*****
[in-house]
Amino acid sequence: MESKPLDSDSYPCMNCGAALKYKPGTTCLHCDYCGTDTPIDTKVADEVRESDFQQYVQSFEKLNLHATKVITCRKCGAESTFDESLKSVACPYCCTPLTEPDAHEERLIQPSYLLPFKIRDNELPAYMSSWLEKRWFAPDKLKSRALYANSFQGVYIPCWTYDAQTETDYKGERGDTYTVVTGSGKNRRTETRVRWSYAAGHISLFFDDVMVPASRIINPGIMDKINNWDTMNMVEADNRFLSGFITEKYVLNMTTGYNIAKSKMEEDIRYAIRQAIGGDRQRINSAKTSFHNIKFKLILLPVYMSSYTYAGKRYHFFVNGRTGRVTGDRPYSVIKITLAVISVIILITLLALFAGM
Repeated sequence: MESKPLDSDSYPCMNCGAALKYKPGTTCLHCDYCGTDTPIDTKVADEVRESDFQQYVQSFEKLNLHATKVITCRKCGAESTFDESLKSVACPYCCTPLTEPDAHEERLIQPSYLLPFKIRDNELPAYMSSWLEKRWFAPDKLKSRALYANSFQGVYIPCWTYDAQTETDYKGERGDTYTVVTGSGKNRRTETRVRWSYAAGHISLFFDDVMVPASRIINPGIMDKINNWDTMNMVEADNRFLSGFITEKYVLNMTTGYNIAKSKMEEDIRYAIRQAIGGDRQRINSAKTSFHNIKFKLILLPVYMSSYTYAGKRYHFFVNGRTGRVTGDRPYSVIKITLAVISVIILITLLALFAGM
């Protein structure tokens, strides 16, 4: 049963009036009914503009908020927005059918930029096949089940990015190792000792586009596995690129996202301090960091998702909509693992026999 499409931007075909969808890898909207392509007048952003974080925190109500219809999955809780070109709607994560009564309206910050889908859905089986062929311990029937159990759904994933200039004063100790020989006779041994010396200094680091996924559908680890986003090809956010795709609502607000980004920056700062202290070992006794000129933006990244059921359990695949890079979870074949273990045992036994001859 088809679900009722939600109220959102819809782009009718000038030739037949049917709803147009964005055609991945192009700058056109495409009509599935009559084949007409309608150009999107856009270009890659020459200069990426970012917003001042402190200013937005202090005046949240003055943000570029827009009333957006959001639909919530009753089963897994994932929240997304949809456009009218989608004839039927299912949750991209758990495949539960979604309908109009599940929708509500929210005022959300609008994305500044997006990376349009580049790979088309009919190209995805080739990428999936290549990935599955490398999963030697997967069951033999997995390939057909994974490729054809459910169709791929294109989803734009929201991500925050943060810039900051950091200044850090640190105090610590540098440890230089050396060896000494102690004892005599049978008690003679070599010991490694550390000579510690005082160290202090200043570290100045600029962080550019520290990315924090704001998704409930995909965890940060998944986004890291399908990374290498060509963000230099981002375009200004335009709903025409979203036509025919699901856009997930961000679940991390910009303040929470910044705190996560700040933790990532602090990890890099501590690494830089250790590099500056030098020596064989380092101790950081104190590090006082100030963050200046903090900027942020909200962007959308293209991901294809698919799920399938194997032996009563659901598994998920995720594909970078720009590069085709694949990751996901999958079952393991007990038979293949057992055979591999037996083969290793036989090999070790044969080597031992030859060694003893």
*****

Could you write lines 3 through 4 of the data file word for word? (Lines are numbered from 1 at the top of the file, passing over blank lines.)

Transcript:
Repeated sequence: MESKPLDSDSYPCMNCGAALKYKPGTTCLHCDYCGTDTPIDTKVADEVRESDFQQYVQSFEKLNLHATKVITCRKCGAESTFDESLKSVACPYCCTPLTEPDAHEERLIQPSYLLPFKIRDNELPAYMSSWLEKRWFAPDKLKSRALYANSFQGVYIPCWTYDAQTETDYKGERGDTYTVVTGSGKNRRTETRVRWSYAAGHISLFFDDVMVPASRIINPGIMDKINNWDTMNMVEADNRFLSGFITEKYVLNMTTGYNIAKSKMEEDIRYAIRQAIGGDRQRINSAKTSFHNIKFKLILLPVYMSSYTYAGKRYHFFVNGRTGRVTGDRPYSVIKITLAVISVIILITLLALFAGM
């Protein structure tokens, strides 16, 4: 049963009036009914503009908020927005059918930029096949089940990015190792000792586009596995690129996202301090960091998702909509693992026999 499409931007075909969808890898909207392509007048952003974080925190109500219809999955809780070109709607994560009564309206910050889908859905089986062929311990029937159990759904994933200039004063100790020989006779041994010396200094680091996924559908680890986003090809956010795709609502607000980004920056700062202290070992006794000129933006990244059921359990695949890079979870074949273990045992036994001859 088809679900009722939600109220959102819809782009009718000038030739037949049917709803147009964005055609991945192009700058056109495409009509599935009559084949007409309608150009999107856009270009890659020459200069990426970012917003001042402190200013937005202090005046949240003055943000570029827009009333957006959001639909919530009753089963897994994932929240997304949809456009009218989608004839039927299912949750991209758990495949539960979604309908109009599940929708509500929210005022959300609008994305500044997006990376349009580049790979088309009919190209995805080739990428999936290549990935599955490398999963030697997967069951033999997995390939057909994974490729054809459910169709791929294109989803734009929201991500925050943060810039900051950091200044850090640190105090610590540098440890230089050396060896000494102690004892005599049978008690003679070599010991490694550390000579510690005082160290202090200043570290100045600029962080550019520290990315924090704001998704409930995909965890940060998944986004890291399908990374290498060509963000230099981002375009200004335009709903025409979203036509025919699901856009997930961000679940991390910009303040929470910044705190996560700040933790990532602090990890890099501590690494830089250790590099500056030098020596064989380092101790950081104190590090006082100030963050200046903090900027942020909200962007959308293209991901294809698919799920399938194997032996009563659901598994998920995720594909970078720009590069085709694949990751996901999958079952393991007990038979293949057992055979591999037996083969290793036989090999070790044969080597031992030859060694003893």